La bandera nacional de Sri Lanka ¿símbolo permanente de división?

Este artículo reflexiona sobre el simbolismo de la bandera de Sri Lanka, y cómo el hecho de que sus colores representen a distintos grupos étnicos puede ser un obstáculo para la unidad del país.

National flag of Sri Lanka: symbolic perpetuation of divisions?

The national flag of Sri Lanka is based on a design that was adopted in 1950, to which some modifications were added in 1953 and 1972. Although the areas depicted by different colours may have been somewhat innocuous at the time, some of the connotations that may surface today appear to be irrelevant in a few cases, and downright insidious and dangerous in others.

When one looks at the relative sizes of the areas depicted by the different colours, the largest is the one shown in crimson, which forms the backdrop to the lion image. Ironically, this colour represents the minor religions and ethnic groups, the Portuguese/Dutch Burghers, although this category constitutes less than 0.7% of the population at present. The crimson additionally is supposed to signify the rich colonial heritage of Sri Lanka. However, at a time when a few of those who inherited the reins from our last colonial masters never seem to get tired of interfering in Sri Lanka’s affairs, it is a moot point today whether such links deserve pride of place in the national flag.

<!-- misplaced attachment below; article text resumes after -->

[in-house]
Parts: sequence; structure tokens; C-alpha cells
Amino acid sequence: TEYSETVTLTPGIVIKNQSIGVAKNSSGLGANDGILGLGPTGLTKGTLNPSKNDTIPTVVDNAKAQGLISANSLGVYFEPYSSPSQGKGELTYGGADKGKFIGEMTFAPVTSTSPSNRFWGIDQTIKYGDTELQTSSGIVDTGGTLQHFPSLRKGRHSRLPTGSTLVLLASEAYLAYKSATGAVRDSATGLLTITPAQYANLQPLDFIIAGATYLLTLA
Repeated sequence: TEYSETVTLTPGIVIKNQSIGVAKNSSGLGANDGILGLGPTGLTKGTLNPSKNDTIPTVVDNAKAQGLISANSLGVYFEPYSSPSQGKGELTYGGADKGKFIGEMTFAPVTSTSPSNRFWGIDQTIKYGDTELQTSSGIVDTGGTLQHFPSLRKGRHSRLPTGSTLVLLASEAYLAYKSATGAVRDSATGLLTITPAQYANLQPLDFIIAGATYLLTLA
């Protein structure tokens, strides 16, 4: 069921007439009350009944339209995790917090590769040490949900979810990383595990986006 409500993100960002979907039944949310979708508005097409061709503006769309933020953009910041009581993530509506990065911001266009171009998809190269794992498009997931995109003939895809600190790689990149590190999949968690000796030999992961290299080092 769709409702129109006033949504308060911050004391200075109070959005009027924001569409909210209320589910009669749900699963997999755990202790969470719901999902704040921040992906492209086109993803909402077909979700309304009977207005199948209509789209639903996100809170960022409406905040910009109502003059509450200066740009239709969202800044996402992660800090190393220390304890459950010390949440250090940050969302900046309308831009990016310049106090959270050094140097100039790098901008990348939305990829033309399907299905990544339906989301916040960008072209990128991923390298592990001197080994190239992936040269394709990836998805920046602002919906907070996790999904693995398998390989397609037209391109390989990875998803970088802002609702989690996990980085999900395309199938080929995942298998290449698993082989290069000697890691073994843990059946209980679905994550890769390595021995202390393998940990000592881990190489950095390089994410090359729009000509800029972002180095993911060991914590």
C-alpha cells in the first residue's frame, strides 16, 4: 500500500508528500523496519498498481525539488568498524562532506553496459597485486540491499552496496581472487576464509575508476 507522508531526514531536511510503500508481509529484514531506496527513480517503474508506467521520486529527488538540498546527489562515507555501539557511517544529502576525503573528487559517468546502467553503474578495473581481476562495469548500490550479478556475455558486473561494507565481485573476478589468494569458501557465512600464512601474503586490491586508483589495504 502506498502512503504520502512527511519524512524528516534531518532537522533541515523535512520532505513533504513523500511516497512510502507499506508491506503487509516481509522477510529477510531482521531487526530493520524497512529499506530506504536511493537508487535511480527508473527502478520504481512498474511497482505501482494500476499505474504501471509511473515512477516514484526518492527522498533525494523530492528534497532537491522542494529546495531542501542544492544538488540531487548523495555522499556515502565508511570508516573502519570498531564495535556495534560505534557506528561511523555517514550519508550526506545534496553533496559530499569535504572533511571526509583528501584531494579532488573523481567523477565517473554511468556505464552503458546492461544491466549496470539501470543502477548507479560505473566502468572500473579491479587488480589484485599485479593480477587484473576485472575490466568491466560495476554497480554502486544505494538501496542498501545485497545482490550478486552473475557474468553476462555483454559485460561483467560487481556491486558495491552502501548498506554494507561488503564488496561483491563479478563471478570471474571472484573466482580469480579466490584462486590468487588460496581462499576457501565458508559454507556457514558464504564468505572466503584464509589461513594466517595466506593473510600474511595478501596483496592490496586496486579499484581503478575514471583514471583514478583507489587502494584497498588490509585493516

In front of the lion’s right paw are the saffron and green vertical stripes, to represent the Tamil and Moor ethnic groups. The two stripes stand clear of the rest of the flag, in an area reserved for these colours. Is it possible that this placement was a harbinger to the ‘traditional homeland’ that LTTE claimed and nearly received on a platter and the rumblings that used to be heard from some groups in the Eastern Province for a Muslim homeland? Isn’t the depiction of the different ethnic groups in separate areas of the flag in this manner a perpetuation of division and a move that gives credence to ‘homelands’ and mono-ethnic enclaves, when in fact the need of the day is to project unity and co-existence?

The President of Sri Lanka had mentioned time and again that there are no minorities in Sri Lanka: the country is the homeland of all Sri Lankans who love it. It is time for the Ministry of Cultural Affairs and other institutions within whose purview the matter of the national flag comes to appoint a committee of knowledgeable persons to review its design. Let us do away with the symbolism of separate and discrete identities.

Gamini Premadasa

The Island (imagen: Flags of the World)

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